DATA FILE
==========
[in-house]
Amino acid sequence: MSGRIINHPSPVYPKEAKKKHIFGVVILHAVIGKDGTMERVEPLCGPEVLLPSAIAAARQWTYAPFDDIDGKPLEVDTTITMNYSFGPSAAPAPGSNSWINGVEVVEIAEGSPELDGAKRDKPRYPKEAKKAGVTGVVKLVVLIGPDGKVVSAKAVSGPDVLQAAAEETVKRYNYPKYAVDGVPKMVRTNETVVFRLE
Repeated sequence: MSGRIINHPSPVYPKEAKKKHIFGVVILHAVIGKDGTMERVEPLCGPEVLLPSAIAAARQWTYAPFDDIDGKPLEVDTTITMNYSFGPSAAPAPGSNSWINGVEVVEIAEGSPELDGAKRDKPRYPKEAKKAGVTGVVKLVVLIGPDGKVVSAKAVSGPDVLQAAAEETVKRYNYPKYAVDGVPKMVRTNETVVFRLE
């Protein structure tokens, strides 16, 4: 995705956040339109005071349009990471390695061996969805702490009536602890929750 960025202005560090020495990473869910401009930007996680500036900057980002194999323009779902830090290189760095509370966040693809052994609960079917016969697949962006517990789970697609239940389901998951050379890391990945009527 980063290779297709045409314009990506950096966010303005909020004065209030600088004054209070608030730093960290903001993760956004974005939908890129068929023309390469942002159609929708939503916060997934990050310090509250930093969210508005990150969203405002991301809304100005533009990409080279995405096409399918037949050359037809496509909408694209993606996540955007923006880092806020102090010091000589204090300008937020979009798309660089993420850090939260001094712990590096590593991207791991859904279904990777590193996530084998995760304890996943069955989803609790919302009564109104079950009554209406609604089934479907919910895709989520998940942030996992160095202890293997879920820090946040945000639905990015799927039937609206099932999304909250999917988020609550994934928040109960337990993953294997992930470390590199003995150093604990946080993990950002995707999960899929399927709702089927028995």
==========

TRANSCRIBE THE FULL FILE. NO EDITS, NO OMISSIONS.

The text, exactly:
[in-house]
Amino acid sequence: MSGRIINHPSPVYPKEAKKKHIFGVVILHAVIGKDGTMERVEPLCGPEVLLPSAIAAARQWTYAPFDDIDGKPLEVDTTITMNYSFGPSAAPAPGSNSWINGVEVVEIAEGSPELDGAKRDKPRYPKEAKKAGVTGVVKLVVLIGPDGKVVSAKAVSGPDVLQAAAEETVKRYNYPKYAVDGVPKMVRTNETVVFRLE
Repeated sequence: MSGRIINHPSPVYPKEAKKKHIFGVVILHAVIGKDGTMERVEPLCGPEVLLPSAIAAARQWTYAPFDDIDGKPLEVDTTITMNYSFGPSAAPAPGSNSWINGVEVVEIAEGSPELDGAKRDKPRYPKEAKKAGVTGVVKLVVLIGPDGKVVSAKAVSGPDVLQAAAEETVKRYNYPKYAVDGVPKMVRTNETVVFRLE
């Protein structure tokens, strides 16, 4: 995705956040339109005071349009990471390695061996969805702490009536602890929750 960025202005560090020495990473869910401009930007996680500036900057980002194999323009779902830090290189760095509370966040693809052994609960079917016969697949962006517990789970697609239940389901998951050379890391990945009527 980063290779297709045409314009990506950096966010303005909020004065209030600088004054209070608030730093960290903001993760956004974005939908890129068929023309390469942002159609929708939503916060997934990050310090509250930093969210508005990150969203405002991301809304100005533009990409080279995405096409399918037949050359037809496509909408694209993606996540955007923006880092806020102090010091000589204090300008937020979009798309660089993420850090939260001094712990590096590593991207791991859904279904990777590193996530084998995760304890996943069955989803609790919302009564109104079950009554209406609604089934479907919910895709989520998940942030996992160095202890293997879920820090946040945000639905990015799927039937609206099932999304909250999917988020609550994934928040109960337990993953294997992930470390590199003995150093604990946080993990950002995707999960899929399927709702089927028995």